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this doesn't answer the question really--- can you change the transition temperature (by fiddling with parameters, like atomic masses--- like changing the isotope) without changing the latent heat. –  Ron Maimon Jul 27 '12 at 7:22
    
@RonMaimon: If I understood the question, the OP was asking for a relation between latent heat and temperature in a phase transition (I'm actually transcribing the title) and that's what I tried to explain. I think that points right to the Clausius-Clapeyron relation (at least for pure substances, which is enough generality, pedagogically talking), and introducing it needs a previous insight into thermodynamic equilibria (and that's why I bothered to give the long introduction). –  Mono Jul 27 '12 at 15:42
    
The OP was asking "All else being equal, is the latent heat of a transition proportional to the temperature?" His intuition is that if you have a low-temperature or zero temperature transition, it should have less latent heat because the energy in each molecule is something like kT. This intuition is not great, and it's obliquely related to Clausius Clayperon, but now that I think about this more I see you are right, this is a good answer +1. –  Ron Maimon Jul 27 '12 at 17:08
    
Well, then it reduces to interpreting the OP's original intuition, and if you are right, then I should have started by asking him to express his question more clearly. I assumed tacitly it wasn't necessary to explain that latent heat is a difference, a "jump" between two states, and that temperature is a measure of an absolute property (i.e. mean molecular kinetic energy), so it makes no sense comparing directly a relative to an absolute parameter in the sense you state. Thanks for the feedback. –  Mono Jul 27 '12 at 17:30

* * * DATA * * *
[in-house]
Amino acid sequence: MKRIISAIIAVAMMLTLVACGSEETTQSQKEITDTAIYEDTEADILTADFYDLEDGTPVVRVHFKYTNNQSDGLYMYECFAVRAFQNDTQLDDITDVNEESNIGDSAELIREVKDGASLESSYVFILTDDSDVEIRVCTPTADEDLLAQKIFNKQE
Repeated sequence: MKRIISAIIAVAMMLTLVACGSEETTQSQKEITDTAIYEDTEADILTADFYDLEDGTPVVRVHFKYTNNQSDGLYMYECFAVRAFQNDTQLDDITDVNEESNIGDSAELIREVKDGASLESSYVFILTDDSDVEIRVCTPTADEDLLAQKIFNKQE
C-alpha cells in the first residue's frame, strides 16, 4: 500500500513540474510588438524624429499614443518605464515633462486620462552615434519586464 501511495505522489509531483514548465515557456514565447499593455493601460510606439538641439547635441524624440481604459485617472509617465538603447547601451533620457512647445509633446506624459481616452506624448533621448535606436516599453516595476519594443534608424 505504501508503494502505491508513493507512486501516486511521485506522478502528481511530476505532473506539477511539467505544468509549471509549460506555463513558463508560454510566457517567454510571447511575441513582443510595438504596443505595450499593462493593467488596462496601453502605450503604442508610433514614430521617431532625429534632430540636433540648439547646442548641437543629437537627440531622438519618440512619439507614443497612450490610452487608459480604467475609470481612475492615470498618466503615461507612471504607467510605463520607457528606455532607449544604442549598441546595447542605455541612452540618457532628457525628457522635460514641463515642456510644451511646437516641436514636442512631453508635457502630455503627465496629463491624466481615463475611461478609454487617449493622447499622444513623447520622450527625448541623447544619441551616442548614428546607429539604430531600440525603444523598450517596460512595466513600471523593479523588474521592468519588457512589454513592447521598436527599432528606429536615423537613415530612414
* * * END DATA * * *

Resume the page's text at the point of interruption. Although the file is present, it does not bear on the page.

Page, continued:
I think I don't entirely understand what do you exactly refer to when you say: " if the difference between the two phases is purely energetic, like breaking atomic bonds, then the free energy doesn't depend on T". Every classical equilibrium phase transition in the sense I described here implies both a difference in energy (enthalpy) and entropy between the phases; the temperature of the transition is just the quotient between this two differences. And by definition, there's no difference in the free energies of the phases at equilibrium (you may say chemical potentials, in general). –  Mono Jul 27 '12 at 23:53